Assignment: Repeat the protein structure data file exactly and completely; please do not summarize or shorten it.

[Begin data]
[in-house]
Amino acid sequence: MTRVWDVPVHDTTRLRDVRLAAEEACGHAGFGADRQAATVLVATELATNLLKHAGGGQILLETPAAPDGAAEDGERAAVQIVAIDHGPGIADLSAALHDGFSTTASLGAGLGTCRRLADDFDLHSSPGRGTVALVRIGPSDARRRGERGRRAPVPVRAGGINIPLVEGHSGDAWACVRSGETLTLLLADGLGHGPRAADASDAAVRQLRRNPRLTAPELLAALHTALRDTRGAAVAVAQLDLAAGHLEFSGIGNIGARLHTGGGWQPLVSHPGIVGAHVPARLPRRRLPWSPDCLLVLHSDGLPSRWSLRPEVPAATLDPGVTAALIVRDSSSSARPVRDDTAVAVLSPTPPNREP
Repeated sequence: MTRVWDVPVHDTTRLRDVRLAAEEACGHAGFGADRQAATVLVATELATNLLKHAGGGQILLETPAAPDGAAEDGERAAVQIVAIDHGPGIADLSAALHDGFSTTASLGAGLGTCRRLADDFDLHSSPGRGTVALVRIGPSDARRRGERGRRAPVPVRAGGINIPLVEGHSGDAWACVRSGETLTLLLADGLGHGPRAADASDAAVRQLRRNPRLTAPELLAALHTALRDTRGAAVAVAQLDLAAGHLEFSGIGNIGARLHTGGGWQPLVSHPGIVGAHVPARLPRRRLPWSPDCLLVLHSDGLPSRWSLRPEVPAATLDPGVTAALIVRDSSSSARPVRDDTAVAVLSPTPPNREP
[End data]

[in-house]
Amino acid sequence: MTRVWDVPVHDTTRLRDVRLAAEEACGHAGFGADRQAATVLVATELATNLLKHAGGGQILLETPAAPDGAAEDGERAAVQIVAIDHGPGIADLSAALHDGFSTTASLGAGLGTCRRLADDFDLHSSPGRGTVALVRIGPSDARRRGERGRRAPVPVRAGGINIPLVEGHSGDAWACVRSGETLTLLLADGLGHGPRAADASDAAVRQLRRNPRLTAPELLAALHTALRDTRGAAVAVAQLDLAAGHLEFSGIGNIGARLHTGGGWQPLVSHPGIVGAHVPARLPRRRLPWSPDCLLVLHSDGLPSRWSLRPEVPAATLDPGVTAALIVRDSSSSARPVRDDTAVAVLSPTPPNREP
Repeated sequence: MTRVWDVPVHDTTRLRDVRLAAEEACGHAGFGADRQAATVLVATELATNLLKHAGGGQILLETPAAPDGAAEDGERAAVQIVAIDHGPGIADLSAALHDGFSTTASLGAGLGTCRRLADDFDLHSSPGRGTVALVRIGPSDARRRGERGRRAPVPVRAGGINIPLVEGHSGDAWACVRSGETLTLLLADGLGHGPRAADASDAAVRQLRRNPRLTAPELLAALHTALRDTRGAAVAVAQLDLAAGHLEFSGIGNIGARLHTGGGWQPLVSHPGIVGAHVPARLPRRRLPWSPDCLLVLHSDGLPSRWSLRPEVPAATLDPGVTAALIVRDSSSSARPVRDDTAVAVLSPTPPNREP